Malcolm (Ty Hickson) and Sofia (Tashiana Washington), two graffiti artists living in the Bronx area of New York City, find themselves outclassed and out-tagged by a rival gang from Queens. Desperate to exact revenge, Malcolm and Sofia hatch a plan to tag the Mets’ iconic Home Run Apple – a huge fibreglass apple that pops up whenever a home run is hit. The only problem is, they must first raise the $500 needed to pay off the security guard and gain access to the stadium.
The story contained within writer-director Adam Leon’s directorial debut is a simple one, but one that’s rich in both depth and emotional resonance. Resisting the conventional tendency to look down on the lower class, Leon presents Malcolm and Sofia as they are: upbeat and driven teenagers who are determined to make their lives better, regardless of their individual circumstances and restricted fortunes. They may have slightly different personalities (Sofia’s more ruthless, while Malcolm has a winning charm), but they’re both as tough and resilient to life’s shortcomings as the other.
It’s an approach that, to Leon’s benefit, pays off in spades, particularly in the way it allows the audience to form a substantial bond with the characters as they scam, cheat and steal their way to their desired intent. At first, neither of them has any noteworthy luck, but when Malcolm discovers one of his buyers (he doubles as a part-time drug seller) has a stash of jewellery, their luck looks up. It’s all surplus, however, as Leon is far more interested in the poetic rhythm of their adventure, rather than the specifics of their unlawfulness.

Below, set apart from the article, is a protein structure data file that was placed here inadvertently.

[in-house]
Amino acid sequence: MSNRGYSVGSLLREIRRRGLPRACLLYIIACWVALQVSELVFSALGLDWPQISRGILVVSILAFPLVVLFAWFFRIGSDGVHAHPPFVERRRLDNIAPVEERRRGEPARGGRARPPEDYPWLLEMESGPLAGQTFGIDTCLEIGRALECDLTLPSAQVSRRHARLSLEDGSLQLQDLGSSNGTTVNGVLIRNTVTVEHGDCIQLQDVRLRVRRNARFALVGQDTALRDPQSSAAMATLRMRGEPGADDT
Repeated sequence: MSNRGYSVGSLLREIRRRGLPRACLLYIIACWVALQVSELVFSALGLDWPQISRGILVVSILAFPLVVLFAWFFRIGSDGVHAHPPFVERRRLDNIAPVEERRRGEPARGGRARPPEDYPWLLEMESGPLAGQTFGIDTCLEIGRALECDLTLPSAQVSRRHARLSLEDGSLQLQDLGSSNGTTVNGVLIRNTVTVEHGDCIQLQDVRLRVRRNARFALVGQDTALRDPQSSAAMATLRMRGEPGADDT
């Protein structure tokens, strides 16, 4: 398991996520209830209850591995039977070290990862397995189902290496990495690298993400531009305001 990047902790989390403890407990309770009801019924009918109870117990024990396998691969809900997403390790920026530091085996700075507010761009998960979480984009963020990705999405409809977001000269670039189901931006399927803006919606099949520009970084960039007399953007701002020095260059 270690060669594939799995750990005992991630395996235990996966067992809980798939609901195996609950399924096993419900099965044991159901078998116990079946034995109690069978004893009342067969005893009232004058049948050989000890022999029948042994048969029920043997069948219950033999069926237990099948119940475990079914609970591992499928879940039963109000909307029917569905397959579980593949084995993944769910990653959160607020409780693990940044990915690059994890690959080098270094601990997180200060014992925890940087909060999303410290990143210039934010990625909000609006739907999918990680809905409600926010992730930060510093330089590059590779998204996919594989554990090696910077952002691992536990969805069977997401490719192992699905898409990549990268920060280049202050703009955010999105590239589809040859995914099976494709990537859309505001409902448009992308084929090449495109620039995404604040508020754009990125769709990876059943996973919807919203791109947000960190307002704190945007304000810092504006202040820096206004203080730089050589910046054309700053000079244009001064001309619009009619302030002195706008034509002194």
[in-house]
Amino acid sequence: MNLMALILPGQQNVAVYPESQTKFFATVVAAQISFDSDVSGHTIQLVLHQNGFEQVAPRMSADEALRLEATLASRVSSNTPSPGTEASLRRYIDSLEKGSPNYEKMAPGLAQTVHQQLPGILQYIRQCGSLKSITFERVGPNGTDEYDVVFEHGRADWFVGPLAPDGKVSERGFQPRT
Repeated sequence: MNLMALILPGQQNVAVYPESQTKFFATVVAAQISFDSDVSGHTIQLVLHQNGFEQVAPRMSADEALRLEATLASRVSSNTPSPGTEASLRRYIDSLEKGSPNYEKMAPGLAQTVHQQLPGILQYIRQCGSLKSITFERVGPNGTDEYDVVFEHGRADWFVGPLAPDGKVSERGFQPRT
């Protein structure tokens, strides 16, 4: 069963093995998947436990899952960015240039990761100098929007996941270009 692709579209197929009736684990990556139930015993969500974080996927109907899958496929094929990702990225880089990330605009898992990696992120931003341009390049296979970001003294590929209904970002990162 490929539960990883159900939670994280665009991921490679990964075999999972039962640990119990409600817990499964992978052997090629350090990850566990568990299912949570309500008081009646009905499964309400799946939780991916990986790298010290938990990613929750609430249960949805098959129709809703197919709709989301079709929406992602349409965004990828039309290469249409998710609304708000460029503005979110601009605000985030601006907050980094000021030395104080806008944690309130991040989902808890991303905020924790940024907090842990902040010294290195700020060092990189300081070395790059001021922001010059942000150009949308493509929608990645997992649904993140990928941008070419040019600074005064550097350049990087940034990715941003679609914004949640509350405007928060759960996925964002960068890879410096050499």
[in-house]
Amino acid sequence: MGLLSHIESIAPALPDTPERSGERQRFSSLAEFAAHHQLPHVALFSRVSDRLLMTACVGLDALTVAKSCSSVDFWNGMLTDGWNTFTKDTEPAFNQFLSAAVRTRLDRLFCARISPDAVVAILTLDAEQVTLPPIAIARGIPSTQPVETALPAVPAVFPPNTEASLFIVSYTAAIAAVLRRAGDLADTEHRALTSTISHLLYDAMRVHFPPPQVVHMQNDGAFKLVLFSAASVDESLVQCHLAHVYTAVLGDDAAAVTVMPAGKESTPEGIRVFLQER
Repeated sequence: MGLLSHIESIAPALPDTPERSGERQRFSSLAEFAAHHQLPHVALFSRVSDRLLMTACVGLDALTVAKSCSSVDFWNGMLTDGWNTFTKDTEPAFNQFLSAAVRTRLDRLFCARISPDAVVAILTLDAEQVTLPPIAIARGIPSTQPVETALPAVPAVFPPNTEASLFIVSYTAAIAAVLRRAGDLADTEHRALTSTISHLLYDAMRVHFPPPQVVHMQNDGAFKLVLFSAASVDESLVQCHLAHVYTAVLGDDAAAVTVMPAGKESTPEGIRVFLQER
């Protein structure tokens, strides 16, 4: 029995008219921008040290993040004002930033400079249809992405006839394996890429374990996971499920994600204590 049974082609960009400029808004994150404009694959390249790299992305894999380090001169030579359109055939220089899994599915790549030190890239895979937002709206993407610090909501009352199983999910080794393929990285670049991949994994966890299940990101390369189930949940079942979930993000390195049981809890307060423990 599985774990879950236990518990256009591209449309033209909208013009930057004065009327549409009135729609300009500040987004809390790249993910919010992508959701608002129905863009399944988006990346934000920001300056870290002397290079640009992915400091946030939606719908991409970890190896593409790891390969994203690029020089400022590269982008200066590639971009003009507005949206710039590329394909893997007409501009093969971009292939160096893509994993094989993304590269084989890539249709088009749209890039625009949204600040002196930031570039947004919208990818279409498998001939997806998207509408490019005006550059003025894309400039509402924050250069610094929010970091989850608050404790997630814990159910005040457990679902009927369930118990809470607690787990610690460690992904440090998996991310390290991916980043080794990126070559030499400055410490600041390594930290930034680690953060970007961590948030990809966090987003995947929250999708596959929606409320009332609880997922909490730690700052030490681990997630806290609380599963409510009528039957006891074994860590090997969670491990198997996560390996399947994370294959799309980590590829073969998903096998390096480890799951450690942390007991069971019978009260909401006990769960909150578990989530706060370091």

Leon, with the aid of cinematographer Jonathan Miller, captures Gimme the Loot beautifully, awarding a calm and romanticised sheen to proceedings, yet forever retaining a percolating sense of insecurity and hardship. The infectious and realistic chemistry between Hickson and Washington – both of whom are solid in their respective roles – not only boosts the films authenticity as a snapshot of what Malcolm and Sofia have grown to consider as the normal way of life, but also adds profundity and intrigue to the comfortable relationship felt between them.
In a nutshell, Gimme the Loot is a slice of lo-fi filmmaking by a promising new talent that refreshingly shifts focus onto the everyday lives of two aspirational young people from a world that’s seldom given prominence to in film. It may be light on significance and an underlying message, but with strong performances and a unique down-to-earth style that’s full of humour, warmth and optimism, it’s a gratifying diversion from the overdone and irksome norm.
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